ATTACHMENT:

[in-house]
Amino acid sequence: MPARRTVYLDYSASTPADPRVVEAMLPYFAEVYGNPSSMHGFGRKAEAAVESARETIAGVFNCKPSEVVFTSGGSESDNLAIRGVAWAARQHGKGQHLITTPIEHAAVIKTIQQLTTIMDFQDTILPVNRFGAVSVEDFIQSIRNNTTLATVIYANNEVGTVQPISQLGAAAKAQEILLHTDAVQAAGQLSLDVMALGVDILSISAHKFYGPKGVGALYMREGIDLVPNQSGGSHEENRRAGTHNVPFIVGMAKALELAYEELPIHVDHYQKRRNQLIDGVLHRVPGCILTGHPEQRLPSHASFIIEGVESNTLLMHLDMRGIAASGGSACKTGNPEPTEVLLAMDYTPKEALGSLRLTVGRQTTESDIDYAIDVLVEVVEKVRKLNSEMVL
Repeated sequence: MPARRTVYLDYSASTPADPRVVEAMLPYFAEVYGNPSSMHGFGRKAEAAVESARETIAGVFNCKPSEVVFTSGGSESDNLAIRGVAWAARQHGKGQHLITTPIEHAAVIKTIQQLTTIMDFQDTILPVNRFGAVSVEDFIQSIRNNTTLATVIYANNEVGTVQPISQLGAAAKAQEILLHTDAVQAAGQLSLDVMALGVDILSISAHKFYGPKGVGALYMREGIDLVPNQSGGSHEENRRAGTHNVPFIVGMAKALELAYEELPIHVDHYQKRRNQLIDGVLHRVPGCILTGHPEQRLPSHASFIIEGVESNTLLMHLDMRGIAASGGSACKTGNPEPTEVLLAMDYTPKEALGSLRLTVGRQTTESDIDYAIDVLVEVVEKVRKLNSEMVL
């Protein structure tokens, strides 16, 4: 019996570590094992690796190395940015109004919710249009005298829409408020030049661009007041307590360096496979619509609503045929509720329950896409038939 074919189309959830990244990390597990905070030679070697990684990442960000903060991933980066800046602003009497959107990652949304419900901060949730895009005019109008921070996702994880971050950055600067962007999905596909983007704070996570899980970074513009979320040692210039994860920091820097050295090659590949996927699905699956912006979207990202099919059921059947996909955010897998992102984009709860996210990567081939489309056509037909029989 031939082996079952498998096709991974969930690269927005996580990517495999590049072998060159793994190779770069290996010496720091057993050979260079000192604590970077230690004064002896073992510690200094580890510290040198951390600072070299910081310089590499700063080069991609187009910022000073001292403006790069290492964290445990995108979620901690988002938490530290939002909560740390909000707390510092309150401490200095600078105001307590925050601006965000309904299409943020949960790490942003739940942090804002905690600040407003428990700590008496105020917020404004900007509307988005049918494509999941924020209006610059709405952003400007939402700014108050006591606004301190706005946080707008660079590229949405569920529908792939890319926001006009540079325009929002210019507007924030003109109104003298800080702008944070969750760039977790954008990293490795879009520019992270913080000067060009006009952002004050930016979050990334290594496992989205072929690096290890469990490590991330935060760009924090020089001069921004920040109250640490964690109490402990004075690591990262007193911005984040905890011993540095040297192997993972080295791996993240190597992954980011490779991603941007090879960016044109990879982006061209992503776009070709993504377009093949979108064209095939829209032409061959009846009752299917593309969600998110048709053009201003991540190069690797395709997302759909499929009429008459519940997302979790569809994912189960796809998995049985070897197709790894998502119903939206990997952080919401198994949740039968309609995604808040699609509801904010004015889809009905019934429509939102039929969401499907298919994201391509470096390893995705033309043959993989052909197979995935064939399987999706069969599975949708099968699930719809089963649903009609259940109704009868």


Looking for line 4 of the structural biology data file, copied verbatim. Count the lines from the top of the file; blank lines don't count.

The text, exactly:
């Protein structure tokens, strides 16, 4: 019996570590094992690796190395940015109004919710249009005298829409408020030049661009007041307590360096496979619509609503045929509720329950896409038939 074919189309959830990244990390597990905070030679070697990684990442960000903060991933980066800046602003009497959107990652949304419900901060949730895009005019109008921070996702994880971050950055600067962007999905596909983007704070996570899980970074513009979320040692210039994860920091820097050295090659590949996927699905699956912006979207990202099919059921059947996909955010897998992102984009709860996210990567081939489309056509037909029989 031939082996079952498998096709991974969930690269927005996580990517495999590049072998060159793994190779770069290996010496720091057993050979260079000192604590970077230690004064002896073992510690200094580890510290040198951390600072070299910081310089590499700063080069991609187009910022000073001292403006790069290492964290445990995108979620901690988002938490530290939002909560740390909000707390510092309150401490200095600078105001307590925050601006965000309904299409943020949960790490942003739940942090804002905690600040407003428990700590008496105020917020404004900007509307988005049918494509999941924020209006610059709405952003400007939402700014108050006591606004301190706005946080707008660079590229949405569920529908792939890319926001006009540079325009929002210019507007924030003109109104003298800080702008944070969750760039977790954008990293490795879009520019992270913080000067060009006009952002004050930016979050990334290594496992989205072929690096290890469990490590991330935060760009924090020089001069921004920040109250640490964690109490402990004075690591990262007193911005984040905890011993540095040297192997993972080295791996993240190597992954980011490779991603941007090879960016044109990879982006061209992503776009070709993504377009093949979108064209095939829209032409061959009846009752299917593309969600998110048709053009201003991540190069690797395709997302759909499929009429008459519940997302979790569809994912189960796809998995049985070897197709790894998502119903939206990997952080919401198994949740039968309609995604808040699609509801904010004015889809009905019934429509939102039929969401499907298919994201391509470096390893995705033309043959993989052909197979995935064939399987999706069969599975949708099968699930719809089963649903009609259940109704009868």